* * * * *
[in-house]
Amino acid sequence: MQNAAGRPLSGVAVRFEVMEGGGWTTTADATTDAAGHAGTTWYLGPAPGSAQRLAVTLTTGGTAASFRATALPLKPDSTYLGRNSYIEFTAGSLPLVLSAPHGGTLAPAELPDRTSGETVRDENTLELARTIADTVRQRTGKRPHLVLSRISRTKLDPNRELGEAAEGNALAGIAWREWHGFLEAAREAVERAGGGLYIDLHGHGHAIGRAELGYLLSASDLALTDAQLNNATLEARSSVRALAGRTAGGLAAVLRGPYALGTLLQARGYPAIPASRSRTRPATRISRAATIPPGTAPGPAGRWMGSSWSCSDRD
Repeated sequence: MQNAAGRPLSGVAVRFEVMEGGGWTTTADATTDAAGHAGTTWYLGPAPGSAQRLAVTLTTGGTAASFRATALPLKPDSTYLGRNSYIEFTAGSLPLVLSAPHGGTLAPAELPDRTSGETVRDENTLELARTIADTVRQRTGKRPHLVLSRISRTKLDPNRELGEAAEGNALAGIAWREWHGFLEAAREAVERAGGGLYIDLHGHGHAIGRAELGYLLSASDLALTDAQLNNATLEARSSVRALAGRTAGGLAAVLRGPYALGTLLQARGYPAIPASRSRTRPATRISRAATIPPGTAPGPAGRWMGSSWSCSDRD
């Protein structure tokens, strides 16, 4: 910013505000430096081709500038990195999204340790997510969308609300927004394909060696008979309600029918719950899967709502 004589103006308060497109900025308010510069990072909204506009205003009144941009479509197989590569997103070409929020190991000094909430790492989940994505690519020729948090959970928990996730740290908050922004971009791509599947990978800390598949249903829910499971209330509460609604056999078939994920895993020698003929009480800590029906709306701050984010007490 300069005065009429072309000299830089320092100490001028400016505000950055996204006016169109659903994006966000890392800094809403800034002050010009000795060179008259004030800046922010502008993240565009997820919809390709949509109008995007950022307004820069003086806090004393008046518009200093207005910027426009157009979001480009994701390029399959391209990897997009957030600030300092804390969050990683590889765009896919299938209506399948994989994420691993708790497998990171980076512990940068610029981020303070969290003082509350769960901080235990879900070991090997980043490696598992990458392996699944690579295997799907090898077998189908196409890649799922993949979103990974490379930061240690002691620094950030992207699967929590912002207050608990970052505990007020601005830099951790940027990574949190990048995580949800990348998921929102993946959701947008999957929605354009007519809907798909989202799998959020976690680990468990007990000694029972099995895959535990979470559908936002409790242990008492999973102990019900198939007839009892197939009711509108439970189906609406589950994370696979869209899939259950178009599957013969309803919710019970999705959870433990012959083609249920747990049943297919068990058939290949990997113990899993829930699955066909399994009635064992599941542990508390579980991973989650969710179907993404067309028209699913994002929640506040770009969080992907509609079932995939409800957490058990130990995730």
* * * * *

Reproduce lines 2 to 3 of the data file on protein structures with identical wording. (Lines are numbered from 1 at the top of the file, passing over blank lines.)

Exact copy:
Amino acid sequence: MQNAAGRPLSGVAVRFEVMEGGGWTTTADATTDAAGHAGTTWYLGPAPGSAQRLAVTLTTGGTAASFRATALPLKPDSTYLGRNSYIEFTAGSLPLVLSAPHGGTLAPAELPDRTSGETVRDENTLELARTIADTVRQRTGKRPHLVLSRISRTKLDPNRELGEAAEGNALAGIAWREWHGFLEAAREAVERAGGGLYIDLHGHGHAIGRAELGYLLSASDLALTDAQLNNATLEARSSVRALAGRTAGGLAAVLRGPYALGTLLQARGYPAIPASRSRTRPATRISRAATIPPGTAPGPAGRWMGSSWSCSDRD
Repeated sequence: MQNAAGRPLSGVAVRFEVMEGGGWTTTADATTDAAGHAGTTWYLGPAPGSAQRLAVTLTTGGTAASFRATALPLKPDSTYLGRNSYIEFTAGSLPLVLSAPHGGTLAPAELPDRTSGETVRDENTLELARTIADTVRQRTGKRPHLVLSRISRTKLDPNRELGEAAEGNALAGIAWREWHGFLEAAREAVERAGGGLYIDLHGHGHAIGRAELGYLLSASDLALTDAQLNNATLEARSSVRALAGRTAGGLAAVLRGPYALGTLLQARGYPAIPASRSRTRPATRISRAATIPPGTAPGPAGRWMGSSWSCSDRD